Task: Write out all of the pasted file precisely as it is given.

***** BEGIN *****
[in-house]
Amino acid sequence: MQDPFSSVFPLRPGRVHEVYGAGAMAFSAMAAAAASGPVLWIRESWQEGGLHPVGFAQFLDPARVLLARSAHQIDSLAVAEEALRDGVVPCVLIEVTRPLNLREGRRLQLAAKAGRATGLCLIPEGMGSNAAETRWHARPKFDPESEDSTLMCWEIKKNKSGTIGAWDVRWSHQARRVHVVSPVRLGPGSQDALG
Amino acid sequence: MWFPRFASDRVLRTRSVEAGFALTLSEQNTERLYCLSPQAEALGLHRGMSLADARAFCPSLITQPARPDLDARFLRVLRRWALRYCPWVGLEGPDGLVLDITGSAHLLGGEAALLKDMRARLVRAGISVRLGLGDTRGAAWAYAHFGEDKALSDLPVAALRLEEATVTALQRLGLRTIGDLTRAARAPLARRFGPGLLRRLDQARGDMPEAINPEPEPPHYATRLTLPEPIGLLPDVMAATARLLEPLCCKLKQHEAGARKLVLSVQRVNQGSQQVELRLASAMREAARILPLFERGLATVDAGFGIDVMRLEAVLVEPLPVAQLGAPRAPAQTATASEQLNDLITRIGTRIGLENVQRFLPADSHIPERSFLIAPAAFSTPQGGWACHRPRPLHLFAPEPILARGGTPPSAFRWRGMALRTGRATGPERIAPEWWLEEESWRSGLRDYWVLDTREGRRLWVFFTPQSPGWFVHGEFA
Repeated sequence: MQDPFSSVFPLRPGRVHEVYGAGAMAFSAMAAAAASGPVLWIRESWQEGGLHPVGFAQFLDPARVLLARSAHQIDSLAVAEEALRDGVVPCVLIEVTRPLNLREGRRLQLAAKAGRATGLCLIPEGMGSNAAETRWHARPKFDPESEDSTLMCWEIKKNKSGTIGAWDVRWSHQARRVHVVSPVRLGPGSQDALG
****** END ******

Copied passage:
[in-house]
Amino acid sequence: MQDPFSSVFPLRPGRVHEVYGAGAMAFSAMAAAAASGPVLWIRESWQEGGLHPVGFAQFLDPARVLLARSAHQIDSLAVAEEALRDGVVPCVLIEVTRPLNLREGRRLQLAAKAGRATGLCLIPEGMGSNAAETRWHARPKFDPESEDSTLMCWEIKKNKSGTIGAWDVRWSHQARRVHVVSPVRLGPGSQDALG
Amino acid sequence: MWFPRFASDRVLRTRSVEAGFALTLSEQNTERLYCLSPQAEALGLHRGMSLADARAFCPSLITQPARPDLDARFLRVLRRWALRYCPWVGLEGPDGLVLDITGSAHLLGGEAALLKDMRARLVRAGISVRLGLGDTRGAAWAYAHFGEDKALSDLPVAALRLEEATVTALQRLGLRTIGDLTRAARAPLARRFGPGLLRRLDQARGDMPEAINPEPEPPHYATRLTLPEPIGLLPDVMAATARLLEPLCCKLKQHEAGARKLVLSVQRVNQGSQQVELRLASAMREAARILPLFERGLATVDAGFGIDVMRLEAVLVEPLPVAQLGAPRAPAQTATASEQLNDLITRIGTRIGLENVQRFLPADSHIPERSFLIAPAAFSTPQGGWACHRPRPLHLFAPEPILARGGTPPSAFRWRGMALRTGRATGPERIAPEWWLEEESWRSGLRDYWVLDTREGRRLWVFFTPQSPGWFVHGEFA
Repeated sequence: MQDPFSSVFPLRPGRVHEVYGAGAMAFSAMAAAAASGPVLWIRESWQEGGLHPVGFAQFLDPARVLLARSAHQIDSLAVAEEALRDGVVPCVLIEVTRPLNLREGRRLQLAAKAGRATGLCLIPEGMGSNAAETRWHARPKFDPESEDSTLMCWEIKKNKSGTIGAWDVRWSHQARRVHVVSPVRLGPGSQDALG